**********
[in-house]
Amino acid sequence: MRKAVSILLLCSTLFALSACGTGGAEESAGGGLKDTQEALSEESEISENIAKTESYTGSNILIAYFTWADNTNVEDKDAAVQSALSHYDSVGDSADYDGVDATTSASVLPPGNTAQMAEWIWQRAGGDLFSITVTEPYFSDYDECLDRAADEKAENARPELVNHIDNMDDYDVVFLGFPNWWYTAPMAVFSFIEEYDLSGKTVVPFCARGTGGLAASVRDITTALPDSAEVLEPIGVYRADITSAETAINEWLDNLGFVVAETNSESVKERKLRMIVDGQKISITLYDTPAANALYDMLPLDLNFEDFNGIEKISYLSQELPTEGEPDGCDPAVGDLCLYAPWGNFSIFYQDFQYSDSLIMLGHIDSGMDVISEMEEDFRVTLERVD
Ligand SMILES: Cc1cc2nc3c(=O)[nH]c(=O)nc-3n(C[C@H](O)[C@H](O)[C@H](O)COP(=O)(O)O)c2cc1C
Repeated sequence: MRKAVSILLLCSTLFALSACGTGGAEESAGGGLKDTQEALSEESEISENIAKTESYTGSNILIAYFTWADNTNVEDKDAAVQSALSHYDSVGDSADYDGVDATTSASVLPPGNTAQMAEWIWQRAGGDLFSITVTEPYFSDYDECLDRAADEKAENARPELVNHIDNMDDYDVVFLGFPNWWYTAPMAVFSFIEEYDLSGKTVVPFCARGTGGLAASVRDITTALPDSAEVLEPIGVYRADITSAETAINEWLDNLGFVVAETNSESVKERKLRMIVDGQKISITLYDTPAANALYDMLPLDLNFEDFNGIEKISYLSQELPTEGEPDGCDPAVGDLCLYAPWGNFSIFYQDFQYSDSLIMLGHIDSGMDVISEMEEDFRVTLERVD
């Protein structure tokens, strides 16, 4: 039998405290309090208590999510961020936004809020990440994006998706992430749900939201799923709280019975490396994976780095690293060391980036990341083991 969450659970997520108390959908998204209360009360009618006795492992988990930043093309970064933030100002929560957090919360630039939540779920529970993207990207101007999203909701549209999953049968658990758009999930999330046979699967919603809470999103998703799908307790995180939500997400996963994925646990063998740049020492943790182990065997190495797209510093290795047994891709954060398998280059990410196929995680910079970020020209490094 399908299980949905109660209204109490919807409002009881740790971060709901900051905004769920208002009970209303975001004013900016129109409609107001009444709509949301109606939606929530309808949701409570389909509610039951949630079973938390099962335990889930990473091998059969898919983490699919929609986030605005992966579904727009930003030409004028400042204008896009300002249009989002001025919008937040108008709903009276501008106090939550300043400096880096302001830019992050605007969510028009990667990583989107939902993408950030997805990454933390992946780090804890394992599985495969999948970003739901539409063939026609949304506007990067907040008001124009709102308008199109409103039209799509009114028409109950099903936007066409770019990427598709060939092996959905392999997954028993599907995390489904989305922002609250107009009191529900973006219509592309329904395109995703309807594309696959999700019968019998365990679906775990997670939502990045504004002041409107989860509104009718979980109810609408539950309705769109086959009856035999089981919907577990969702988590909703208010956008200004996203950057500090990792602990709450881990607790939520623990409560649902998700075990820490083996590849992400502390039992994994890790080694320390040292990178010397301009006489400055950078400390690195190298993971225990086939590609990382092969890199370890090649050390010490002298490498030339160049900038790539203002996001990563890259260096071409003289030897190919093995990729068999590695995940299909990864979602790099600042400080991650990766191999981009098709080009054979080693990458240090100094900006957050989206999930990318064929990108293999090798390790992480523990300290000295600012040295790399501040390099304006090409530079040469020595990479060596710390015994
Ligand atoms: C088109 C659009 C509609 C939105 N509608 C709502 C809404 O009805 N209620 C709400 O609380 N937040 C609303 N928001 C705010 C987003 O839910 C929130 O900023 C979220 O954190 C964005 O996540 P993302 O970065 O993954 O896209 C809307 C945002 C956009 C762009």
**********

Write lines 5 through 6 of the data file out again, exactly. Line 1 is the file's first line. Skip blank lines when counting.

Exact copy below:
């Protein structure tokens, strides 16, 4: 039998405290309090208590999510961020936004809020990440994006998706992430749900939201799923709280019975490396994976780095690293060391980036990341083991 969450659970997520108390959908998204209360009360009618006795492992988990930043093309970064933030100002929560957090919360630039939540779920529970993207990207101007999203909701549209999953049968658990758009999930999330046979699967919603809470999103998703799908307790995180939500997400996963994925646990063998740049020492943790182990065997190495797209510093290795047994891709954060398998280059990410196929995680910079970020020209490094 399908299980949905109660209204109490919807409002009881740790971060709901900051905004769920208002009970209303975001004013900016129109409609107001009444709509949301109606939606929530309808949701409570389909509610039951949630079973938390099962335990889930990473091998059969898919983490699919929609986030605005992966579904727009930003030409004028400042204008896009300002249009989002001025919008937040108008709903009276501008106090939550300043400096880096302001830019992050605007969510028009990667990583989107939902993408950030997805990454933390992946780090804890394992599985495969999948970003739901539409063939026609949304506007990067907040008001124009709102308008199109409103039209799509009114028409109950099903936007066409770019990427598709060939092996959905392999997954028993599907995390489904989305922002609250107009009191529900973006219509592309329904395109995703309807594309696959999700019968019998365990679906775990997670939502990045504004002041409107989860509104009718979980109810609408539950309705769109086959009856035999089981919907577990969702988590909703208010956008200004996203950057500090990792602990709450881990607790939520623990409560649902998700075990820490083996590849992400502390039992994994890790080694320390040292990178010397301009006489400055950078400390690195190298993971225990086939590609990382092969890199370890090649050390010490002298490498030339160049900038790539203002996001990563890259260096071409003289030897190919093995990729068999590695995940299909990864979602790099600042400080991650990766191999981009098709080009054979080693990458240090100094900006957050989206999930990318064929990108293999090798390790992480523990300290000295600012040295790399501040390099304006090409530079040469020595990479060596710390015994
Ligand atoms: C088109 C659009 C509609 C939105 N509608 C709502 C809404 O009805 N209620 C709400 O609380 N937040 C609303 N928001 C705010 C987003 O839910 C929130 O900023 C979220 O954190 C964005 O996540 P993302 O970065 O993954 O896209 C809307 C945002 C956009 C762009």